Thread Number: 75780  /  Tag: Vintage Automatic Washers
Solid tub automatic washers
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Post# 996142   6/4/2018 at 08:04 by adam-aussie-vac (Canberra ACT)        

Does anyone know if a company has made a solid tub washer in the last 50 years? The closest thing I have to a solid tub washer is my seimens spin dryer which only has slots in the bottom of the drum but still does a good job at 3709 rpm, also on a partially related note, when did spin dryer drums start to have holes in drum wall?




Post# 996144 , Reply# 1   6/4/2018 at 08:34 by combo52 (Beltsville,Md)        
Last US Built Solid Tub Automatic Washers

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Were the late 70s SQs, and the compact Frigidaire 24" wide washers with the agitub one piece tub and agitator built till around 1980.

John L.


Post# 996190 , Reply# 2   6/4/2018 at 17:48 by brisnat81 (Brisbane Australia)        

Hey Adam,

In Australia we had the Simpson Fluid drives up until the late 70's.

Cheers

Nathan


Post# 996359 , Reply# 3   6/6/2018 at 11:07 by sesteve (London, UK)        
Servis

sesteve's profile picture
Hi Adam

We had the Servis quartz here with its spincare drum. It had slots at the front and back and was slightly bevelled to the middle. Here are two different models with the same drum. It was designed to be more gentle on clothes.

S


  Photos...       <              >      Photo 1 of 5         View Full Size
Post# 996428 , Reply# 4   6/7/2018 at 03:50 by askolover (South of Nash Vegas, TN)        
Sharp

askolover's profile picture

But I don't know about its availability outside of Asia.





Post# 996616 , Reply# 5   6/9/2018 at 02:16 by thomasortega (Los Angeles - CA)        

Electrolux has a model in Brazil..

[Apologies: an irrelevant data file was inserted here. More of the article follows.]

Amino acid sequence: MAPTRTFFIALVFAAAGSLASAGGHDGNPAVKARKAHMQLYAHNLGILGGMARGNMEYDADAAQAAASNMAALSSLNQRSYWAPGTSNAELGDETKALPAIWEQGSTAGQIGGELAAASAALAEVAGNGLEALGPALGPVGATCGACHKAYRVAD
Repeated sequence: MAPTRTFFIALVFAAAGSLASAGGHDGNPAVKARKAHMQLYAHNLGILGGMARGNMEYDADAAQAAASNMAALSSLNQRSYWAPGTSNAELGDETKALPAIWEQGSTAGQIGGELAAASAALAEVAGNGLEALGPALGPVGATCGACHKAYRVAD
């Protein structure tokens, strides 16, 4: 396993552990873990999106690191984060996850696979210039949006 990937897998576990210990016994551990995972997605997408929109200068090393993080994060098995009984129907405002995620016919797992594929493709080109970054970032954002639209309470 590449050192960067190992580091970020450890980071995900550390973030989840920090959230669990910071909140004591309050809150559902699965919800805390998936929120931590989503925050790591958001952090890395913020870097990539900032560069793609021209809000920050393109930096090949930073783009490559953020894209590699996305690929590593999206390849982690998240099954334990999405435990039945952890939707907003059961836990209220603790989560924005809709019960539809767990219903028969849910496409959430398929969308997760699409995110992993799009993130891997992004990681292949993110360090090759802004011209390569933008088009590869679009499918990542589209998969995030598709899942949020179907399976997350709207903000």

Not exactly solid, but it has just a few holes (less than 10 maybe)


Post# 996617 , Reply# 6   6/9/2018 at 04:56 by vacbear58 (Sutton In Ashfield & London UK)        
Kawasaki

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Not just motor bikes apparently.

The washer may be good, bad or indifferent, but its a great video






CLICK HERE TO GO TO vacbear58's LINK


Post# 996619 , Reply# 7   6/9/2018 at 07:41 by Stricklybojack (San Diego, CA)        

stricklybojack's profile picture
.
That Kawasaki video is excellent.
"if you're only going to watch one washer video this year...."


Post# 996668 , Reply# 8   6/9/2018 at 16:35 by zel (USA)        
Interesting

Advertised as "new" it is a very old concept. Nearly all the top load machines from the 50's were solid tub design. It also brings up an interesting point about bacteria and gunk that perforated tub machines to seem to accumulate. Years ago in some areas of the country perforated tub machines were considered unsanitary in laundromats due to the remaining water in the pumps and outer tub at the end of the cycle. That was back when Speed Queen ruled for laundromats.

Post# 996750 , Reply# 9   6/10/2018 at 14:29 by Launderess (Quiet Please, There´s a Lady on Stage)        
Again many modern H-Axis and top loading washing machines

launderess's profile picture